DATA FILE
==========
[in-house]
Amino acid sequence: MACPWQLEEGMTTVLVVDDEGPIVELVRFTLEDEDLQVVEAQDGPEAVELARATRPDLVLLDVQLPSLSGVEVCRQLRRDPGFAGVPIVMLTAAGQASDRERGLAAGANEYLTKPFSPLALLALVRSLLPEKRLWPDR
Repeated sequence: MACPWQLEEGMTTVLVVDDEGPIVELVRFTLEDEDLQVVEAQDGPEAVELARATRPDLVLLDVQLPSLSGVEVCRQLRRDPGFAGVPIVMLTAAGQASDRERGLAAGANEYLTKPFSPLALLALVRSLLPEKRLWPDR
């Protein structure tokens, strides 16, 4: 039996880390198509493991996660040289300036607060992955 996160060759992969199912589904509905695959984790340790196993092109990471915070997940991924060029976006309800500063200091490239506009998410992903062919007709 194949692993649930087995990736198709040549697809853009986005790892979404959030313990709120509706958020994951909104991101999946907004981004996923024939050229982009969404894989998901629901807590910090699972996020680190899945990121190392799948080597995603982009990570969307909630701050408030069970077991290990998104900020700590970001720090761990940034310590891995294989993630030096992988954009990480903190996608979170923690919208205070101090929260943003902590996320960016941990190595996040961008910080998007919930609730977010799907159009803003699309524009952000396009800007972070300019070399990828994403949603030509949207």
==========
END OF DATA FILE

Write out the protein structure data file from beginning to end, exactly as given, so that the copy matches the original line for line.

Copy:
[in-house]
Amino acid sequence: MACPWQLEEGMTTVLVVDDEGPIVELVRFTLEDEDLQVVEAQDGPEAVELARATRPDLVLLDVQLPSLSGVEVCRQLRRDPGFAGVPIVMLTAAGQASDRERGLAAGANEYLTKPFSPLALLALVRSLLPEKRLWPDR
Repeated sequence: MACPWQLEEGMTTVLVVDDEGPIVELVRFTLEDEDLQVVEAQDGPEAVELARATRPDLVLLDVQLPSLSGVEVCRQLRRDPGFAGVPIVMLTAAGQASDRERGLAAGANEYLTKPFSPLALLALVRSLLPEKRLWPDR
């Protein structure tokens, strides 16, 4: 039996880390198509493991996660040289300036607060992955 996160060759992969199912589904509905695959984790340790196993092109990471915070997940991924060029976006309800500063200091490239506009998410992903062919007709 194949692993649930087995990736198709040549697809853009986005790892979404959030313990709120509706958020994951909104991101999946907004981004996923024939050229982009969404894989998901629901807590910090699972996020680190899945990121190392799948080597995603982009990570969307909630701050408030069970077991290990998104900020700590970001720090761990940034310590891995294989993630030096992988954009990480903190996608979170923690919208205070101090929260943003902590996320960016941990190595996040961008910080998007919930609730977010799907159009803003699309524009952000396009800007972070300019070399990828994403949603030509949207």